• That is one of the most beautiful snippets of ><> I have ever seen. Apr 14, 2016 at 15:29
• Hu, is it? Thanks ! You might like my FizzBuzz one then, it's got a few control-flow tricks I was proud of. Apr 14, 2016 at 15:56
• Given the input can't be zero, you don't need to do the is one check when doing triple plus one, and therefore skip the jump entirely, saving three bytes. Then one more byte through shortening the output and using a jump instead of a conditional. Try it online!
– Jo King
Nov 14, 2021 at 22:24
• @JoKing thanks, I appreciated this occasion to jog my brain on some ><> ! I still remember your invitation to come golf some more on code.golf by the way, I might find some time to do so soon ! :) Nov 22, 2021 at 15:24

# x86 machine code, 15 bytes

#### xxd -g1:

00000000: 99 42 8d 4c 40 01 d1 e8 0f 42 c1 75 f4 4a c3     [email protected].


#### Commented assembly (NASM syntax):

    [bits 32]
global collatz
; input: eax, assumed positive and > 1
; output: edx
; clobbers: eax, ecx, edx
collatz:
cdq                       ; count = 0 (abuses eax > 1)
.Lloop:
inc    edx                ; increment count
lea    ecx, [eax+2*eax+1] ; tmp = 3*n + 1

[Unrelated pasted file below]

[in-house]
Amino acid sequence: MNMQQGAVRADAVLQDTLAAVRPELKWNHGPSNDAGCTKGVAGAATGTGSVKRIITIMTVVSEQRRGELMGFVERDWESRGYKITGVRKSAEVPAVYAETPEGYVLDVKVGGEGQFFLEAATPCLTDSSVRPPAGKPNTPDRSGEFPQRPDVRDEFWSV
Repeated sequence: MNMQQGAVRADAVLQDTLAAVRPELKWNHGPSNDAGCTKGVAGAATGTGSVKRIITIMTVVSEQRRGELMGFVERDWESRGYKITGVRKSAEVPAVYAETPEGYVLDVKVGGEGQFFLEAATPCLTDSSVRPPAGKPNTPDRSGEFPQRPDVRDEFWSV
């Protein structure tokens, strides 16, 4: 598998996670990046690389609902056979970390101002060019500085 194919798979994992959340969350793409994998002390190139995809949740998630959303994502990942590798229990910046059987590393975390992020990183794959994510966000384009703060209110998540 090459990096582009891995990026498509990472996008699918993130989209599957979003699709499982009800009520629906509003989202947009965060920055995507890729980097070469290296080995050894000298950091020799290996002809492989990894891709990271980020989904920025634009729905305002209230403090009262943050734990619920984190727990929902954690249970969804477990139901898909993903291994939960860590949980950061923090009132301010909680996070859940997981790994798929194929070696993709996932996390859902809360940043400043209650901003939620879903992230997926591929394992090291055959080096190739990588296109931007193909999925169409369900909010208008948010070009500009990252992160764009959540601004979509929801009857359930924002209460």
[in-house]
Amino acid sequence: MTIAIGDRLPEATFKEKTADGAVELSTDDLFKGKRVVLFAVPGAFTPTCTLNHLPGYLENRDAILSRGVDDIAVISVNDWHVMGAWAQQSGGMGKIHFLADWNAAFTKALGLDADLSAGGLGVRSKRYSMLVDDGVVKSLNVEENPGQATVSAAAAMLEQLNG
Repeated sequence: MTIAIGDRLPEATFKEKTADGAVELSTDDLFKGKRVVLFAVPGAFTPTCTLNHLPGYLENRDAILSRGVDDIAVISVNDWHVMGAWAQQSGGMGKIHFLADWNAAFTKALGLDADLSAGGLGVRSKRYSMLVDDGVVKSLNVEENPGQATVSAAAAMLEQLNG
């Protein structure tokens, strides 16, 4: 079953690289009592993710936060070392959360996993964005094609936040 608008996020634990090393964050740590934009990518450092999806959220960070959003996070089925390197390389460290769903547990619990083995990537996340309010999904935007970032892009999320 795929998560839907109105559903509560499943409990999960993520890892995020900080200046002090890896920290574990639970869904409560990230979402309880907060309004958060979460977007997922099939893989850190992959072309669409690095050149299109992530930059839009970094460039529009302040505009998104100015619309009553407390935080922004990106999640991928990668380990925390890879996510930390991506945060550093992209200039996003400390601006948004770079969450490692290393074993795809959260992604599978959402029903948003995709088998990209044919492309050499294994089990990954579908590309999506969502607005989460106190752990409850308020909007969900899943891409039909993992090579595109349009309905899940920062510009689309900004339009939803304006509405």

shr    eax, 1             ; n = n / 2, sets flags
cmovc  eax, ecx           ; swap with 3n+1 if it was originally odd (does not set flags)
jnz    .Lloop             ; shr also sets ZF if the shr result was zero, end condition
dec    edx                ; Correct the off by one
ret                       ; return


Try it online! (converted to GAS Intel syntax and wrapped in C++)

### Notes

The way this works is by using shr magic, allowing me to calculate n/2 and also test if n was originally odd (CF=1) or originally 1 (ZF=1).

Unfortunately, this results in an off by one since it will run when n == 1, but it is correctable via a simple dec.

Note that while this is larger than the other x86 solution, the other solution is a snippet, not a complete function, and it doesn't even count the steps, only calculating the sequence.